• the bloated military budget, over half of the relatively controllable portion of the budget, and larger than that of all other countries combined. Rep. Barney Frank in October proposed a 25% cut in the military budget, which would be a good start.
  • repealing tax breaks for wealthy individuals and corporations.
  • repealing subsidies for corporate farms and animal-based agriculture (cause of 18% of global warming, according to the UN).
  • repealing subsidies for corn-based ethanol, which have caused world grain prices to skyrocket resulting in poor people dying of starvation according to the UN Food and Agricultural Organization, and which is environmentally irresponsible.

The only responsible choice is to refuse to vote for any massive spending plan which is not matched with means of financing it. I urge you to vote responsibly.

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Why I’m Voting for Joe

Sunday, October 19th, 2008

On November 4, we have an Election Day in the United States which will result in the choosing of the next President. Many people have explained for whom they’re voting, and I’ll join them in that. And that often includes why they’re not voting for someone else.

Very few of my friends seem to have seriously considered voting for John McCain, and I don’t think most of them would expect me to vote for him. So I won’t devote much energy to explaining why I’m not voting for him. I will reference him occasionally, but the major issue in the circles in which I move is whether to vote for Obama or for some non-duopoly candidate, so that is what I will principally address in this post.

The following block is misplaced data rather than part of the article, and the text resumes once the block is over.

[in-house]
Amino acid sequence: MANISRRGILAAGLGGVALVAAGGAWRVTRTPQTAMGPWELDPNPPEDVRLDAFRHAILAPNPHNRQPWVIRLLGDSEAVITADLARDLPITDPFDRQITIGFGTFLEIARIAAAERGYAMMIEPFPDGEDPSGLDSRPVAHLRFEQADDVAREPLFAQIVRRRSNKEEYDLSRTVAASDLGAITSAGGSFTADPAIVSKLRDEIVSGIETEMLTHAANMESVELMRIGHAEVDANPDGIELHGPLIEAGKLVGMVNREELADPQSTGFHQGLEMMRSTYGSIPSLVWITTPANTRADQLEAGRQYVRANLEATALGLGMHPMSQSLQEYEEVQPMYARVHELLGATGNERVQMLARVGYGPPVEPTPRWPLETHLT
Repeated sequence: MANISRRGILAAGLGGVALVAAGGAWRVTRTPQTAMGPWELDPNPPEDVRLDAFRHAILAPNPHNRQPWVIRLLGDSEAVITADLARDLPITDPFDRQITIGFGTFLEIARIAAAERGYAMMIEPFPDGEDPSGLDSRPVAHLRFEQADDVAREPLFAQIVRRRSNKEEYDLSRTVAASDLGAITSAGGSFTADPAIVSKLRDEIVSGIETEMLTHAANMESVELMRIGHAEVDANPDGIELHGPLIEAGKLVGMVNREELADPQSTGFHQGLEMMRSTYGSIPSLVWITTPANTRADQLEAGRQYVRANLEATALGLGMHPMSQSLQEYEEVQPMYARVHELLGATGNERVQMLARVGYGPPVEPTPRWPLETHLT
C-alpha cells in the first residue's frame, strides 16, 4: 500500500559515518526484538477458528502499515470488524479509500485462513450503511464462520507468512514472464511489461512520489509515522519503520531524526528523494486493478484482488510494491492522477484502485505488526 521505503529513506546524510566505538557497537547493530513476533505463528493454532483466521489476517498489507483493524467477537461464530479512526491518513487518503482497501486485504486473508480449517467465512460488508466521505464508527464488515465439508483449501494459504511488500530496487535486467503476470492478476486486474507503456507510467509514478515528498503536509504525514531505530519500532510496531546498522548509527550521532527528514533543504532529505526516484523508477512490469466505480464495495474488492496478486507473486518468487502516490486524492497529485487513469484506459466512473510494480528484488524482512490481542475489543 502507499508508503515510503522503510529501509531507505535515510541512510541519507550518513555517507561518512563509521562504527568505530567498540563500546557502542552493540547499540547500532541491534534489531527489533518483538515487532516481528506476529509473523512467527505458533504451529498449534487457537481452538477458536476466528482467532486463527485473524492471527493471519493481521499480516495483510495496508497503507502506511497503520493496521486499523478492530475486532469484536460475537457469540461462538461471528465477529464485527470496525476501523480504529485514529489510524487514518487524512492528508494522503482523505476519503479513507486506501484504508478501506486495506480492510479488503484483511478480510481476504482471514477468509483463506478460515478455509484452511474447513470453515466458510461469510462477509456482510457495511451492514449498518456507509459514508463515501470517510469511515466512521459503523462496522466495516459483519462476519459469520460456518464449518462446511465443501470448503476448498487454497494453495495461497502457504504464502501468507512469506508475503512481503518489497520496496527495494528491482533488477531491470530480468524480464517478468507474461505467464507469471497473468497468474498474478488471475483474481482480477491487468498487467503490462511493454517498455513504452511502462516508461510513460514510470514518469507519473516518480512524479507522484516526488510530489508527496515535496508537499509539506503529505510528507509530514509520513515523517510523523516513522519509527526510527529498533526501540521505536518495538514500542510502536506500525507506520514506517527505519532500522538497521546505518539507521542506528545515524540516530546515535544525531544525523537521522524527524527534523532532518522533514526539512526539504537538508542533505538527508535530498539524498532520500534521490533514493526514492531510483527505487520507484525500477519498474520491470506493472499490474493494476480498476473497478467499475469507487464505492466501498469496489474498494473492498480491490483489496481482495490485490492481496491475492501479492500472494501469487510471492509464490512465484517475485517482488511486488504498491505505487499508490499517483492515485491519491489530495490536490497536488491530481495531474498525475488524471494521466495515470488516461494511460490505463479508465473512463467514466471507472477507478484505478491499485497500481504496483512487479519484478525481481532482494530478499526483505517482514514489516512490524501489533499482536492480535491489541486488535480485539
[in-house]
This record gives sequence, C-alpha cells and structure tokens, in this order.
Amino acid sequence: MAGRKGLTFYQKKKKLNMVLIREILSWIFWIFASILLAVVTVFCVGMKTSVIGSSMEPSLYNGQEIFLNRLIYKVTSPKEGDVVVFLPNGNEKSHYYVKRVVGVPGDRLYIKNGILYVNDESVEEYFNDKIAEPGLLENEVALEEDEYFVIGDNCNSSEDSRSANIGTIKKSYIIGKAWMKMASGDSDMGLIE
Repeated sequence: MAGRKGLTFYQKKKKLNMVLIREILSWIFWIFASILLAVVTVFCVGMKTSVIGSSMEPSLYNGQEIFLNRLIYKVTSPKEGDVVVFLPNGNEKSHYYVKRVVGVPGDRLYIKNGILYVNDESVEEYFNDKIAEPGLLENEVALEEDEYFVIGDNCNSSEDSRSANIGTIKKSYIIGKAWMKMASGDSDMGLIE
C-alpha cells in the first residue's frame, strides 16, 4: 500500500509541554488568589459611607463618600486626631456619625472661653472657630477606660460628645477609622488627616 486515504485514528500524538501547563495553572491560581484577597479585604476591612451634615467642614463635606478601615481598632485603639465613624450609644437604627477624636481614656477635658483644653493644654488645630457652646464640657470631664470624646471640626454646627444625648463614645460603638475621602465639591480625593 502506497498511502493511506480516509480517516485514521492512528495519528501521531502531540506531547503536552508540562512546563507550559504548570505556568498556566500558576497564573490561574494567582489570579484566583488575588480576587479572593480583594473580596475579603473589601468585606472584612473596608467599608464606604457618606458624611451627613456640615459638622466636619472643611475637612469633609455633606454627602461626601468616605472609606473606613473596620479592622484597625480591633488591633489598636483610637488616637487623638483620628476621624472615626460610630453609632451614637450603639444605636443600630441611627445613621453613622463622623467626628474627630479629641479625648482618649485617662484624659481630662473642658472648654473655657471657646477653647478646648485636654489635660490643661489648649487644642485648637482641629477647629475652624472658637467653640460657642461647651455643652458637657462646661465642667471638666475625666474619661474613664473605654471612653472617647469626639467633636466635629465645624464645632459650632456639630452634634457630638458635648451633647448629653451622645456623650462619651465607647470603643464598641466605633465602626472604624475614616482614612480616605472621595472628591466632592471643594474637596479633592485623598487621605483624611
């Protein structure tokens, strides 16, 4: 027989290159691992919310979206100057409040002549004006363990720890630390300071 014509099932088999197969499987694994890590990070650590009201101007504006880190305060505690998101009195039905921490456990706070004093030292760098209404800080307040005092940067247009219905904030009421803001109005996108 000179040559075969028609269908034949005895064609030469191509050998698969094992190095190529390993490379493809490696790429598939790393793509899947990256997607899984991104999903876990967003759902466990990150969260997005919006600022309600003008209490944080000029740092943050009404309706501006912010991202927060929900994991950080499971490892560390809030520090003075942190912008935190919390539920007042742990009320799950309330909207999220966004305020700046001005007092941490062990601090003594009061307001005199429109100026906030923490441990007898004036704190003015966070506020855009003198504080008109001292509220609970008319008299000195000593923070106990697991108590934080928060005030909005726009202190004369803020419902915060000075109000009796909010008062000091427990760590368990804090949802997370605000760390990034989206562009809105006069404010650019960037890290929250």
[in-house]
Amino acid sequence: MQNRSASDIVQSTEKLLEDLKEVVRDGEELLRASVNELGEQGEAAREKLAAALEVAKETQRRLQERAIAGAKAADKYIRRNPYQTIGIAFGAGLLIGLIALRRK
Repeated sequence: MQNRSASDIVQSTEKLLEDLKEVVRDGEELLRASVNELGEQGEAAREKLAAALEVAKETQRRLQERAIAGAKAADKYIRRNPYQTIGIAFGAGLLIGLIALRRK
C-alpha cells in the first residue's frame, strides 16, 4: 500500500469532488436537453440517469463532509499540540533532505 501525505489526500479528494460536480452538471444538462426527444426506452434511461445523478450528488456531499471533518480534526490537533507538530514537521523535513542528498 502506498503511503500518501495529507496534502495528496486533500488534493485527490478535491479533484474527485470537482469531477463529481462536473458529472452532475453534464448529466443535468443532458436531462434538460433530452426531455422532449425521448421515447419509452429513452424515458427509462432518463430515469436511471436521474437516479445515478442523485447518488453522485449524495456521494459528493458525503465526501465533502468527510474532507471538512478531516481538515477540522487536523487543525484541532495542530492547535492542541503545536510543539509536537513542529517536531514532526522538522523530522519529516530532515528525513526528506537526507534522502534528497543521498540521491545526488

Why I’m Not Voting for Obama

Since many people are making the assumption that if you don’t want McCain to be President, you should vote for Obama, let me address why I disagree.

I don’t believe in voting for the lesser evil. I think voting for evil is morally wrong. Of course you aren’t likely to agree with any candidate 100%, but it seems to me that you need to view them as on the whole working in the right direction to vote for them in good conscience. Since I believe that the fundamental assumptions that underlie much of the policies of the country are wrong, that means I don’t vote for candidates who basically uphold those assumptions, even if they may tweak them slightly in the right direction. Obama does not seem to reject any major assumption of our system, and has never stood for any significant change to the best of my knowledge, so he is not seriously in contention for my vote.

Let me just outline a few of the ways in which Obama represents the wrong way:

  • He has voted to spend over half of the discretionary budget on the military - current and future mass murder. And his campaign position is that we spend too little on the military, and should spend more. Furthermore, he wants to increase the size of the active duty military forces. [McCain's official position is virtually identical on all of this, although he did cite the military budget in the last debate when asked where he could cut.]
  • He favors massive escalation of the war in Afghanistan [so does McCain], and military attacks on Pakistan [McCain has criticized him for that].